I've actually talked with the people doing the Greenland ice cores. I've spent many years living on the Arctic Ocean through all seasons and got a very good picture of the effects of global warming up close. I don't have time to read a substantial amount of the primary literature and my background is social science, but as a generalist I have more physical science, I'd bet, than 99% of the people in the U.S.

I toured the Biosphere in Globe, AZ, with a group of Australian scientists a few years ago. I asked numerous questions of the tour guide regarding problems that I felt their physical structure and its floral and faunal inhabitants would encounter. In each case the guide acknowledged that indeed every thing I mentioned turned out to be a major, though unanticipated problem.

I've attended lectures by many of the leading scientists in the world many arenas. Most recently I attended the Mayors' Conference on Global Warming in Anchorage.

You should be ashamed of your contention, totally absent of a global context, that CO2 emissions would be on balance "good" for plants. Most plants won't grow in deserts (where I've also lived for years) and of course the world is becoming increasingly desertified. Over a period of years I've witnessed boreal forests rapidly dying off because of spruce beetle infestation, a direct effect of warming. Tropical rainforests are being clearcut at a staggering rate. Floral and faunal species are disappearing at an astonishing pace. Worldwide population growth in response to our fundamentalist-based notions about family planning is booming and resource consumption proceeds at an equally astonishing growth rate. Our world is careening along to disaster and those who have been in charge in the U.S. for the past seven years are unwilling to officially recognize that or make efforts to mitigate our rush to eventual doom.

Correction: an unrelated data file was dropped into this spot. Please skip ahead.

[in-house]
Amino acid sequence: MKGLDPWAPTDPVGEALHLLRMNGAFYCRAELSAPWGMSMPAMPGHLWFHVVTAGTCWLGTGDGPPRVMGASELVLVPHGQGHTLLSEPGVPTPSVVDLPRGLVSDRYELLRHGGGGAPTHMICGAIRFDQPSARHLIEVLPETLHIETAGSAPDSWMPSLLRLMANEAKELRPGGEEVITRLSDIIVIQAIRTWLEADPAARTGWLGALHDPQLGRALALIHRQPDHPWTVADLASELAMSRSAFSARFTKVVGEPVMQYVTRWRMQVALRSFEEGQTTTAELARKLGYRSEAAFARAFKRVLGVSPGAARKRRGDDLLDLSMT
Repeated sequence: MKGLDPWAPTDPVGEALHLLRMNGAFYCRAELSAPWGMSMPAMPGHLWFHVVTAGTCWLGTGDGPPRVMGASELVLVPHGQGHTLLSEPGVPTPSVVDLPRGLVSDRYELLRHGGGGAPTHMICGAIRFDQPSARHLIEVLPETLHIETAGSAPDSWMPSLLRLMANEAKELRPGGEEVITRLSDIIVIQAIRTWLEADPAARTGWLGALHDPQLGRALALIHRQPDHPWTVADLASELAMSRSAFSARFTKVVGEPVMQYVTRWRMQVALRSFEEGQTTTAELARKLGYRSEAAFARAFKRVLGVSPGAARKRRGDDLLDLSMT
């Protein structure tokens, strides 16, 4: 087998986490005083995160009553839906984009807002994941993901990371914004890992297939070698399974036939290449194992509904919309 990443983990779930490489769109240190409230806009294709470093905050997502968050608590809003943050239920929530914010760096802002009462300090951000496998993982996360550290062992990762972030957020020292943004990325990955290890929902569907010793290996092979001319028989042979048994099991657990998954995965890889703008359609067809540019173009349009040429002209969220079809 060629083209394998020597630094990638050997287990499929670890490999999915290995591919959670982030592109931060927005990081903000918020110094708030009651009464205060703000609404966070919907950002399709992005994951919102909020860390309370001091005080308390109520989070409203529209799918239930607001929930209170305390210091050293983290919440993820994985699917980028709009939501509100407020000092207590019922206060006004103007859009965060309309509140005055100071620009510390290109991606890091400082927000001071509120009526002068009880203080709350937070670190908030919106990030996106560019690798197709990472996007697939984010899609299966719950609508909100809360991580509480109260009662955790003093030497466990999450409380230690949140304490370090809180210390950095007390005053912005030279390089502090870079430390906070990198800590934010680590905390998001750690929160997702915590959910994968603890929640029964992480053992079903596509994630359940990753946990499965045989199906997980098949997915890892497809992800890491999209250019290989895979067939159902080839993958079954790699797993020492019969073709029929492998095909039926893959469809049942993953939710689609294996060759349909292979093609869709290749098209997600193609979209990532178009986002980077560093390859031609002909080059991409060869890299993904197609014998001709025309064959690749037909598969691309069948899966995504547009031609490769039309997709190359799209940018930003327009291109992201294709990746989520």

The federal government squandered hundreds of millions of dollars on a "clean coal" fired, high technology power plant in Healy, Alaska, that was a predictable useless mess and which I'd opposed for years before it was funded and constructed. What do you think would be the effects of the mercury emissions carried northeast from a Holcomb plant?

You sit blithely by and propagate the claim that CO2 is going to be good for us without considering even the macroatmospheric effects, ignoring the complexity of the situation.

I am reminded of James Watt, Reagan's Secretary of the Interior, who didn't see the need for conservation because after all, the Second Coming was just around the corner.

"If you're not part of the solution, you're part of the problem," my dear simian.

salad 10 years, 6 months ago

"One of the really good things about CO2 is that plants perform better under stress (drought, etc.) with increased levels of CO2," Rep. Larry Powell, R-Garden City, said in a letter disseminated to the media. Powell said a recent study shows that over the next 50 years, "atmospheric CO2 enrichment will boost world agricultural output by about 50 percent."

I call BS on that. So much spin, this guy probably creates his own coriolis force.

Flap Doodle 10 years, 6 months ago

I thought it was "climate change" now instead of "global warming".

oneflewover 10 years, 6 months ago